Putting Parliament in Charge

The Investigatory Powers Bill was published today in draft, together with explanatory notes and¬†an unprecedented volume of impact assessments, factsheets and other “overarching documents“.

One of the reports that contributed to the draft Bill was “A Question of Trust“, the report of my Investigatory Powers Review that was published in June 2015.¬† Other reports were produced in March 2015 by the Intelligence and Security Committee of Parliament and in July 2015 by¬†the Royal United Services Institute.¬† All have left their mark on the Bill.

The best thing about the draft Bill is that it puts Parliament in charge.  For the first time, we have a Bill that sets out, for public and political debate, the totality of the investigatory powers used or aspired to by police and intelligence agencies.  The list includes:

  • some functions that were publicly avowed only a few months ago (“equipment interference“, including in bulk and by the police, and the use of bulk personal datasets);
  • one function that was avowed only today – the use of section 94 of the Telecommunications Act 1984 for the bulk collection of communications data for the use of the intelligence agencies; and
  • a proposal¬†that police have¬†access to internet connection records for defined purposes, a watered-down version of proposals¬†made in 2012 and never progressed because of Coalition disagremeents.¬†¬†It is accompanied by the operational case that I described as the minimum starting-point for a debate on this subject – published so that it can be scrutinised by all.

Not everyone will be happy about those powers.  It will now be for Parliament to decide whether they are justified.  That is the way things should be in a democracy Рbut rarely are at the moment, anywhere in the world.  Whatever the content of the eventual UK law, it will no longer be possible to describe it as opaque, incomprehensible or misleading.

As was said in 2013 by Lord Blencathra, Chair of the Joint Bill Committee that considered the draft Communications Data Bill: “Many of us are happy to have certain information collected by the state, but, by God, we’ve a right to know the parameters under which they are operating“.¬† It is a vital function of Parliament not just to know, but to decide, those parameters.

The draft Bill also contains safeguards.  My report, and that of RUSI, were particularly influential here.  There will be a powerful, outward-facing super-regulator,  and save in urgent cases, no warrant will enter into force without judicial approval Рa reversal of consistent practice since at least the 17th century.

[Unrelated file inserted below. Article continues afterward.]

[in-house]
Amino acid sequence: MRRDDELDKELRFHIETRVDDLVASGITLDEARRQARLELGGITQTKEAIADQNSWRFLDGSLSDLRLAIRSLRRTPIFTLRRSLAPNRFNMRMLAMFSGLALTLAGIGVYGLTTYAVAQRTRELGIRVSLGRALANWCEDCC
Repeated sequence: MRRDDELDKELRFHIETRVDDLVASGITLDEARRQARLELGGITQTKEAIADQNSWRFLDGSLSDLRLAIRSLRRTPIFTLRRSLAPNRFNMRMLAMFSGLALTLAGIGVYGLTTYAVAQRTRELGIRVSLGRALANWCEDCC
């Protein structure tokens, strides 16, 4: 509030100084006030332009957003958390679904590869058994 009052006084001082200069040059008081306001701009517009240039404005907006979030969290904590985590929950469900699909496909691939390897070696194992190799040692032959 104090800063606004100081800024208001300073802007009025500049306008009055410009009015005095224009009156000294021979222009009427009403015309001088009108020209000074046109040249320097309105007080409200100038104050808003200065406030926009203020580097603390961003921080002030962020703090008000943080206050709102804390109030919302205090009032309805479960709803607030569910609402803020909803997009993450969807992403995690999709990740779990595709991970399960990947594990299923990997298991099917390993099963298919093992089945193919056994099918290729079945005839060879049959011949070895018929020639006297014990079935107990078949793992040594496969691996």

Opinions will differ as to whether these safeguards go far enough.  The judges need to be well-supported, and exposed to a sufficiently wide range of opinion for there to be no question of them operating as rubber stamps.

It also needs to be asked whether there is sufficient independence in procedures for access to communications data, bearing in mind in particular the Digital Rights Ireland judgment on whose meaning the European Court of Justice has recently been asked to pronounce, and the particularly sensitive or intrusive nature of some data (for example, the fact that a lawyer may have communicated with a potential witness).

I am pleased that the draft Bill draws extensively on my report. But with the publication of that report, I passed on the baton to others: notably the parliamentary scrutiny committee which will soon be inviting comments on the draft Bill.  The intention is for that committee (as well as the Intelligence and Security Committee) to report on the draft Bill prior to the Bill itself being introduced to Parliament in the early part of 2016.

I will be doing a little media this evening to give my immediate reaction to the Bill.  You may be able to hear me on the BBC Radio 4 PM programme at 1700, Sky News after 7, ITV evening news and Newsnight on BBC2 after 2230.

After that, I shall not be commenting on the draft Bill (unless I am asked to do so by parliamentary committees) or giving any interviews on it.¬†¬† Please don’t ask me to make an exception.¬†¬†¬†I did my best to inform the debate (with the help of my small but diverse team) but that debate is now open to all, as it should be, and I hope as many knowledgeable people as possible will participate in it.

POSTSCRIPT:

My article in The Times, 28 October 2015, on different judicial attitudes to privacy protection in the UK and Europe, the legal conflicts that could result and the lessons for the IP Bill

Guardian Article by Jonathan Freedland, 7 November 2015, on a similar theme (though by reference to popular rather than judicial attitudes)

PM interview 4 November 2015, from 14.40-30.30.

Newsnight 4 November 2015 with Glenn Greenwald (who agreed with me on democracy but not on bulk), from 23.45-30.00

Report of Commons Science and Technology Committee, 1 February 2016

Report of Intelligence and Security Committee, 9 February 2016